Political violence – unacceptable in America – arises in societies where “rule of law” is not respected, leaders not trusted, and those who guide public dialogue – politicians and media – permit it. We cannot become that place.
Indicators of political violence have grown since mid-2020. Most disturbing is this “chicken and egg” idea, a tit-for-tat approach to justifying political violence. We need to nip that.
Today, countless media outlets report Republicans “started it,” citing the several hundred who overran the Capitol on January 6, 2021, against the backdrop of several hundred thousand who peacefully registered concern over COVID-driven election changes.
The rhetoric is now at fever pitch, with those who support Donald Trump or his “Make America Great Again” slogan – initially used by Ronald Reagan in 1980 – regularly demonized.
These law-abiding voters – 74 million in 2020 – have been called by a Democrat President, Speaker of the House, and Senate Majority Leader “enemies of the state,” “a threat to democracy,” and “extremists.”
If nothing else, the references are petty. But the aim can be interpreted as more insidious, to ridicule opposing convictions, disparage hundreds of millions of Americans for their faith, belief in the Constitution, unapologetic patriotism, centered on the Bill of Rights and accountability.
In rough alignment with Sol Alinsky’s “Rules for Radicals,” the aim looks to be chilling support for the opposing party by threatening to bring the coercive power of the State down on them, already happening to dozens who served in the Trump Administration and the former president.
To a student of history, the push to delegitimize a political movement that is centered on fair administration of laws, constitutionalism, preserving history, science, free speech, faith, sound borders, reduced crime, parent control in education, and a stable economy, is ominous.
When words like “enemy of the state” are used – just like Communist China declaring thousands of death sentences annually for their political opponents – the skin crawls. That reference could be accidental or innocuous, but it is surely un-American.
When words like “threat to democracy” are used, twisted to condemn those most hopeful, in the populist and Jeffersonian tradition, about preserving democracy, something is wrong.
When the comeback to legitimate requests for accountability, limited government, accord with the First, Second, Fourth, Fifth, Sixth, and Tenth amendments in our Bill of Rights, is that these people – these everyday Americans – are “extremists,” something is woefully off track.
Sensibly, logically, objectively, empirically – the conclusion one draws is that tolerance for opposing opinions is not favored, not invited, not respected, and they will be suppressed.
Making things worse, this is done by leaders who pretend to have moral authority, who assert culture must be changed from the top down, as under communism, with words like “woman,” “girl,” “boy,” “Mom,” Dad,” “gender,” “illegal alien,” “illegal drug,” “terrorism,” and “racism” al redefined, always in the direction of reduced respect for biology, history, law, and logic.
Despite this tip to radical attacks on the opposing party, what seems an invitation to political violence, the half of our nation rudely disparaged has held in their frustration – with few slips.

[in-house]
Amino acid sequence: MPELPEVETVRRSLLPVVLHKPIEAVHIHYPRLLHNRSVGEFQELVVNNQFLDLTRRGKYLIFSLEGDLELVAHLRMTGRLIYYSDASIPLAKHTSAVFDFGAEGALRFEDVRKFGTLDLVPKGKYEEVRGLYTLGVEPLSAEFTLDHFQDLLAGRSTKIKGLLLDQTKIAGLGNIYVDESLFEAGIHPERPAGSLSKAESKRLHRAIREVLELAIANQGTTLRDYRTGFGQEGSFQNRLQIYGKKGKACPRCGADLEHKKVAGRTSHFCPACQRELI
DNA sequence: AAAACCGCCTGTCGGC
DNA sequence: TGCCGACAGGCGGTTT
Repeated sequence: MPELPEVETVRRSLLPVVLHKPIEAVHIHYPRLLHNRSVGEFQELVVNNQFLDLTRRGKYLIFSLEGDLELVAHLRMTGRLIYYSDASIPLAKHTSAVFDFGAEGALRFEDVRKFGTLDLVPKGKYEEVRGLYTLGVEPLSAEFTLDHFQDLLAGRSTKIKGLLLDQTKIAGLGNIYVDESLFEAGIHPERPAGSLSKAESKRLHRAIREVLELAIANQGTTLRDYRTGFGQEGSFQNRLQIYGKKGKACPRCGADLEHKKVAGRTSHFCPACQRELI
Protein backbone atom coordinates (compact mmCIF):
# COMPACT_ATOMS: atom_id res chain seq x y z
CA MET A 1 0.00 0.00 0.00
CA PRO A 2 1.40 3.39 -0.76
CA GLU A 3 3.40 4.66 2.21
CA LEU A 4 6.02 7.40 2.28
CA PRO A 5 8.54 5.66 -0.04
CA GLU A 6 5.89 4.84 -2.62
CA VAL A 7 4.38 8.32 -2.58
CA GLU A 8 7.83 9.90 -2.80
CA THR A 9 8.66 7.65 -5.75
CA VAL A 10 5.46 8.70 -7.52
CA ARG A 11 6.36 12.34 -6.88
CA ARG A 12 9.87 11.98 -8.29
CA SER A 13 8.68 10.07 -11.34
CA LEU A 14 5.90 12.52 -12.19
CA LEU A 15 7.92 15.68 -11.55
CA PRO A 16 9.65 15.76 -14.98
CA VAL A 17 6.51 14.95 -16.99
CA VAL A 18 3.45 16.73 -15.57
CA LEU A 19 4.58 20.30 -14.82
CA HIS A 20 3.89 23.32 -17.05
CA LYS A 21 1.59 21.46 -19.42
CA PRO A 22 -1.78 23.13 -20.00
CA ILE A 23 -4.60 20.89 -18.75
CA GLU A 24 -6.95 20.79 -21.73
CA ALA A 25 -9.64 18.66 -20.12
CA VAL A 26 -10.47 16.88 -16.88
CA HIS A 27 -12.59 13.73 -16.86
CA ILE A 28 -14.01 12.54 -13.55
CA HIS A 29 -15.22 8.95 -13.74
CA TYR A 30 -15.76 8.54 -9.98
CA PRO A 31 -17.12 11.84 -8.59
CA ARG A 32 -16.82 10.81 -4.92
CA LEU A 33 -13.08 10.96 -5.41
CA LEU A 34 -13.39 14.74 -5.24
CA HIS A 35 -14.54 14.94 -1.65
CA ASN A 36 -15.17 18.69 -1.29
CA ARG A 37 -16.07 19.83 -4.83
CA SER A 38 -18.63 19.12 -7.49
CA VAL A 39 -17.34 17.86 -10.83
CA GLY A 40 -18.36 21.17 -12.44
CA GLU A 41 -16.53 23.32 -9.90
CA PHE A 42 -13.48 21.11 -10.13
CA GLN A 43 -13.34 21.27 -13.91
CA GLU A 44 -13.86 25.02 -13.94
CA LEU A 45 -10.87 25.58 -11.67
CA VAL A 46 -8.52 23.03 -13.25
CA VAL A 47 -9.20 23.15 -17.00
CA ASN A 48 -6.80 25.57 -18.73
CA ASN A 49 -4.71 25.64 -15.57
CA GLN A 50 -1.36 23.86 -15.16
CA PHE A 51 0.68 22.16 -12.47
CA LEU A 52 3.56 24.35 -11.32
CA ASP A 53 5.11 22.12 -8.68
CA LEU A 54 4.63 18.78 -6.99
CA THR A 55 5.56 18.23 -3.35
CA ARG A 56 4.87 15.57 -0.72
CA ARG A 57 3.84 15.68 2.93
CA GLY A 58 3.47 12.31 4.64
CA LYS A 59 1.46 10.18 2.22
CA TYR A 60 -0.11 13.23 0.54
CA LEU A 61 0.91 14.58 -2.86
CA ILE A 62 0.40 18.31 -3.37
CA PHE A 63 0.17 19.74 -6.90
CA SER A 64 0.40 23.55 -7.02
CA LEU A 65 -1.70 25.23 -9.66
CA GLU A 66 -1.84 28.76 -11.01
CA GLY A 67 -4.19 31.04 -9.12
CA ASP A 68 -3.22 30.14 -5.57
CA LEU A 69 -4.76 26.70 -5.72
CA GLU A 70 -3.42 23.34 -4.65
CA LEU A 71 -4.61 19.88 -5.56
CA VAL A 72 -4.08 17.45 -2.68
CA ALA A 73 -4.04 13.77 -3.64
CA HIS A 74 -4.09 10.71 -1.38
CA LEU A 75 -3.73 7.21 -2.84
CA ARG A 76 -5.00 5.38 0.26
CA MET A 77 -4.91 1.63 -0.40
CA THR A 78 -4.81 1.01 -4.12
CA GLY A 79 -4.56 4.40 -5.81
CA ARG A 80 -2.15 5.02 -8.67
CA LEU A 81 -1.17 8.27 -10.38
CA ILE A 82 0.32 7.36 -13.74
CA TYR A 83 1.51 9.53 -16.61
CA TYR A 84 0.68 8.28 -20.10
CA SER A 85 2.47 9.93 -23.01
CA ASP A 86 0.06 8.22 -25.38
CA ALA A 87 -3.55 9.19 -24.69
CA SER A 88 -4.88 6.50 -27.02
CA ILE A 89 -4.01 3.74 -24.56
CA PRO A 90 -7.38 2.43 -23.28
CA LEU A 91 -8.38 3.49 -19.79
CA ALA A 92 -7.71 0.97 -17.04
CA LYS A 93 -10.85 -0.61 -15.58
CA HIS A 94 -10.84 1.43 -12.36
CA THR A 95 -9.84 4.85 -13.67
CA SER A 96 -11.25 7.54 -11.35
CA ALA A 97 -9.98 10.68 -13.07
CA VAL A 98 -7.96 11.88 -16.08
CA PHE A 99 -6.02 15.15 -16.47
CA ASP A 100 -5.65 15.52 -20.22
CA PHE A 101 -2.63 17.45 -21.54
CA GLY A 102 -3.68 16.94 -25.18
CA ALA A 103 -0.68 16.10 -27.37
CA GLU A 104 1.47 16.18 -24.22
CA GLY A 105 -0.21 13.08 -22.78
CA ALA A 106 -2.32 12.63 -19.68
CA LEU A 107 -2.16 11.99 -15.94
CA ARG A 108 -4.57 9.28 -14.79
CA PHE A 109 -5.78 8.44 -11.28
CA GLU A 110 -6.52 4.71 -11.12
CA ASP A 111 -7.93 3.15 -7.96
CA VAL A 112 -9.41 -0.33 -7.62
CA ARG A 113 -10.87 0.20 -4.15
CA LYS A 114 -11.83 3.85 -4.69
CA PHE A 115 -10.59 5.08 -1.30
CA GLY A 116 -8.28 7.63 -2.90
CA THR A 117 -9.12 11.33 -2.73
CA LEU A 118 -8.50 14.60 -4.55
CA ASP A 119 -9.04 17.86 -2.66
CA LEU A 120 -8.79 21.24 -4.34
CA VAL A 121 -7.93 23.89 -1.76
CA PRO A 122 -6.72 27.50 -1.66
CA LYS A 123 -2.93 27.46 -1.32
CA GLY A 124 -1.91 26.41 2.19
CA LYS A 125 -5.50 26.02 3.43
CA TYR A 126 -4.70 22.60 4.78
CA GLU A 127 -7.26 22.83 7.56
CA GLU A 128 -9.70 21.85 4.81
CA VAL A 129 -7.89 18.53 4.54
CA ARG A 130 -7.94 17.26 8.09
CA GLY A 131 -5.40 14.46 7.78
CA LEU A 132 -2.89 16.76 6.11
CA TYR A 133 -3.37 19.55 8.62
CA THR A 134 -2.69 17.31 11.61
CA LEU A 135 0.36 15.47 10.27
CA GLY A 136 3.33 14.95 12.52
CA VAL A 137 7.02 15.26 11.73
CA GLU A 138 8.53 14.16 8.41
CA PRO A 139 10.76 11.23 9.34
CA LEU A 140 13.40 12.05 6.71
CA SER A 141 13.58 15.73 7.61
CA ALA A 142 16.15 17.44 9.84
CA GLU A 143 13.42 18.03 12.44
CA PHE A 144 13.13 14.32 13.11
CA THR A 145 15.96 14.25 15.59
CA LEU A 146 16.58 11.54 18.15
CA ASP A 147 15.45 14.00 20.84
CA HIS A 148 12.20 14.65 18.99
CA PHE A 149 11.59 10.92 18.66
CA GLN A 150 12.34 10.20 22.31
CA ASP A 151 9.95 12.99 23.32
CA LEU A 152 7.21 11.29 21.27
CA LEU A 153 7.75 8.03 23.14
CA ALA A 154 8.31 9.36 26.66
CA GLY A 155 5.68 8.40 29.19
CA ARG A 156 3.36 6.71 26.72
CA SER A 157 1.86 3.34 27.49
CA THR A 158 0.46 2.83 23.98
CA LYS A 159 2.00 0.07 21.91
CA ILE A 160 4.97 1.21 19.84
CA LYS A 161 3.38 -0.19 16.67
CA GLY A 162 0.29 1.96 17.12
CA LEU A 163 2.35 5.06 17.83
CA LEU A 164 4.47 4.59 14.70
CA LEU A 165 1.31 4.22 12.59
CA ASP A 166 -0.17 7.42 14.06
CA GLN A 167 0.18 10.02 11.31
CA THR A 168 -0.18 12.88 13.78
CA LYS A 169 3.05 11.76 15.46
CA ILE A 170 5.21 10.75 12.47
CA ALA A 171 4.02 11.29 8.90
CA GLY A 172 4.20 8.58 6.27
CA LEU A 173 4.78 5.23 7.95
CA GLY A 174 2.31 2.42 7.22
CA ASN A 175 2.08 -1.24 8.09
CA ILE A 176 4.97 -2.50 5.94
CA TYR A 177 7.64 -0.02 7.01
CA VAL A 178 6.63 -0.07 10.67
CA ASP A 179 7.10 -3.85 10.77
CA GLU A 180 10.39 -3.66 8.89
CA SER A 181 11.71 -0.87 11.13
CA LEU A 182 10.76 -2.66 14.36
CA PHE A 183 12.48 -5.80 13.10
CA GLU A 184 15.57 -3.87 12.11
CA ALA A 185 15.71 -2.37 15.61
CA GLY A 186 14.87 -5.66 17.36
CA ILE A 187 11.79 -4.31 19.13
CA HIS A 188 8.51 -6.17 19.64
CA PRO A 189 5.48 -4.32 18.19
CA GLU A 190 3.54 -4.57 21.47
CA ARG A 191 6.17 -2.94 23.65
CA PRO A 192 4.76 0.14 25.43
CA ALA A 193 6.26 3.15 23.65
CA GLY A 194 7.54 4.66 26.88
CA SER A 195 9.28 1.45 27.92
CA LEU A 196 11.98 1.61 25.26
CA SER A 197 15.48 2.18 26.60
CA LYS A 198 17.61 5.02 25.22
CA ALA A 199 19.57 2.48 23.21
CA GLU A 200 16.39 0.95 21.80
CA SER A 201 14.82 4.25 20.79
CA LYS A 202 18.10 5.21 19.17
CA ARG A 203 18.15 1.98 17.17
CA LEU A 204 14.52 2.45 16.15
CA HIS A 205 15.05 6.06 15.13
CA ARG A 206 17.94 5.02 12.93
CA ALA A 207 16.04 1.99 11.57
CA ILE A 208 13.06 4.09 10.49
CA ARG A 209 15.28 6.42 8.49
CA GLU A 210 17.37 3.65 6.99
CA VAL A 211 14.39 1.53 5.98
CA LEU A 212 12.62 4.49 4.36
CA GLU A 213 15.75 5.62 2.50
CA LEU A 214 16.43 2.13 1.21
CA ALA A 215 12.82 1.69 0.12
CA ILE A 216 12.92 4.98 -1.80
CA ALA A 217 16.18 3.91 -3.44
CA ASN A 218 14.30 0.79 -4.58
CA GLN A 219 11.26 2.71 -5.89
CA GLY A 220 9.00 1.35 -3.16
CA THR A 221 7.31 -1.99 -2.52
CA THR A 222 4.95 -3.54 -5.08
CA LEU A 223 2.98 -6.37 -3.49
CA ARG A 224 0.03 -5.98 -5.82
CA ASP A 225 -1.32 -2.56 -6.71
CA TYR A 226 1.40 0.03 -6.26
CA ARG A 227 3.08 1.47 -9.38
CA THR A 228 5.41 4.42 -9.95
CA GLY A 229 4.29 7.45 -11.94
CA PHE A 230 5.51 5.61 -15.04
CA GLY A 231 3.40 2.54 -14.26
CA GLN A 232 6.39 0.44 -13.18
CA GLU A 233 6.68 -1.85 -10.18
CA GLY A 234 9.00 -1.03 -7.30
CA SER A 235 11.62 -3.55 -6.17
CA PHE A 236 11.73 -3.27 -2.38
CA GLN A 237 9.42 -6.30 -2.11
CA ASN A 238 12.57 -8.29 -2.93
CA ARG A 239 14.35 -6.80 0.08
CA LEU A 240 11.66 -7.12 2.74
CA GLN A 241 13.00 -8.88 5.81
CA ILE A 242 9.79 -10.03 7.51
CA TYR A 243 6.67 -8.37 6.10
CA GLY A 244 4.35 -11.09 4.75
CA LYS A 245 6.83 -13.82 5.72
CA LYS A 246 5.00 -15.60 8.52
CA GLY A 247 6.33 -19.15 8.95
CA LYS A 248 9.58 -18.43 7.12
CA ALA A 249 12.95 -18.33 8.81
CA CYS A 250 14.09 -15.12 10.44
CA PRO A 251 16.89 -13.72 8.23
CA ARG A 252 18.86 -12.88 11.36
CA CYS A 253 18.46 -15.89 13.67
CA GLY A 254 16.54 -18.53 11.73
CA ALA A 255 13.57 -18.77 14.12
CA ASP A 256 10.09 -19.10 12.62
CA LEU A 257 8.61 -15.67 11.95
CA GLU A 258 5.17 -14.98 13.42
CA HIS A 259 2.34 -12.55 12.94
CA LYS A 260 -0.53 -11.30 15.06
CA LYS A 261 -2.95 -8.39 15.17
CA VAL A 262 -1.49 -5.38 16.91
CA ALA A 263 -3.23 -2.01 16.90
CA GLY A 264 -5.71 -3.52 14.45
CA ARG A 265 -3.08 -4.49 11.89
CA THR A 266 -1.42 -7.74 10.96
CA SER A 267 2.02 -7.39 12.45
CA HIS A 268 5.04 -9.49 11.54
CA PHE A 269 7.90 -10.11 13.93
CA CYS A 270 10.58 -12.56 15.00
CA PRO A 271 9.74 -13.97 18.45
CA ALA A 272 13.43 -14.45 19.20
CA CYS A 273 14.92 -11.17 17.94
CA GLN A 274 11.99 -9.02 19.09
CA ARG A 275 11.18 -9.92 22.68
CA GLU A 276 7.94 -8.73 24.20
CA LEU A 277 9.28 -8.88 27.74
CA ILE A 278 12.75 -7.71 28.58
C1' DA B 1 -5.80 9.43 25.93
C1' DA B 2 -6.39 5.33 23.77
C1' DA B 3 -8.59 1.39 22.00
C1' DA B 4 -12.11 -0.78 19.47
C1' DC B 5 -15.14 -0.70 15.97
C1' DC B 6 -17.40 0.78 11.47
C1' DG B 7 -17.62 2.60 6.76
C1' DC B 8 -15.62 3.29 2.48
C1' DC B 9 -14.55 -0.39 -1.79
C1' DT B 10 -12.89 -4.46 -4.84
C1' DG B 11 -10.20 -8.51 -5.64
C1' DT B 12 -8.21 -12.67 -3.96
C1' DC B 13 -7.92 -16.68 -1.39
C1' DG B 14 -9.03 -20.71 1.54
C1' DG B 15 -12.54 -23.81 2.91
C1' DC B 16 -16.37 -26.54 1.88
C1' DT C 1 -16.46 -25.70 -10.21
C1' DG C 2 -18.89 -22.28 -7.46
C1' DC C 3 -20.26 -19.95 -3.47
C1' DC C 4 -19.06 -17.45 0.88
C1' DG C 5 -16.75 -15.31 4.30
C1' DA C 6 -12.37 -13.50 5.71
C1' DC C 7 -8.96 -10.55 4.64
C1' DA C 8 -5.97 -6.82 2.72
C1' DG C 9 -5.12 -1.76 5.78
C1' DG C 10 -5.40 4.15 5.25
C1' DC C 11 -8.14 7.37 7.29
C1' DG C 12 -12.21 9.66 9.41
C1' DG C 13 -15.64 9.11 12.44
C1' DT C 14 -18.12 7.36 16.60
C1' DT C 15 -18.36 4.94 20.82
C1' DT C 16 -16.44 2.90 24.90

Remarkably, this has been so, even as laws are selectively enforced – like those protecting justices of the Supreme Court, southern border, children from illegal drugs, civil rights of parents, police officers, parishes, and conservative speakers.
All this is to say, political rhetoric has gotten edgy, even provocative, an incitement to political violence. But where did that come from? Leading Democrats say “Republicans.” Is that right?
For sure, Trump is opinionated, a disruptor of bureaucratic inertia, who pushed – through appointments, budgets, legislation, and challenges federal employees – that government must be accountable, smaller, more diffuse, closer to The People, less expensive, and liberty-centered.
He is not the first president to do so, but he did so in an unorthodox, often offensive way, calling out agency leaders, dressing down officials, questioning things not questioned, challenging people, including his political opponents.
His approach reflected newness to government, but he got big things done, helped all Americans, left a record of extraordinary economic, legal, regulatory, legislative, judicial, energy, foreign policy, and national security accomplishment – and across all demographics.
That is a mouthful, but true. So where did the business of permitting political violence begin? In truth, it started in 2020, with Democrat-supported race riots in 200 cities, defunding police. That was not from Trump or Republicans.
The events of 2020 were fanned by activists, intent on political violence, dropping piles of bricks across cities, doing major damage to minority neighborhoods, leaving a path of carnage.
Chicken or egg? Did it begin with race riots and lockdowns? Maybe crushed expectations among Democrats in 2016, when Trump won? Or with Republicans in 2020? Is it again in prospect because one party does not want to lose power – and has turned shrill?
In the end, it does not matter. If you believe in America, rule of law, electing leaders worthy of our trust … If you believe in the Constitution, Supreme Court, citizenship, accountability, holding onto our institutions, we must stop inciting hatred and halt the drift to political violence.
Why? Political violence erodes respect, trust, and order, excuses crackdowns, and is the real “enemy of the state,” “threat to democracy,” and definition of “extremism.” Americans know it. Biden knows it. We all need to turn the volume down. Enough said. And don’t forget to vote!
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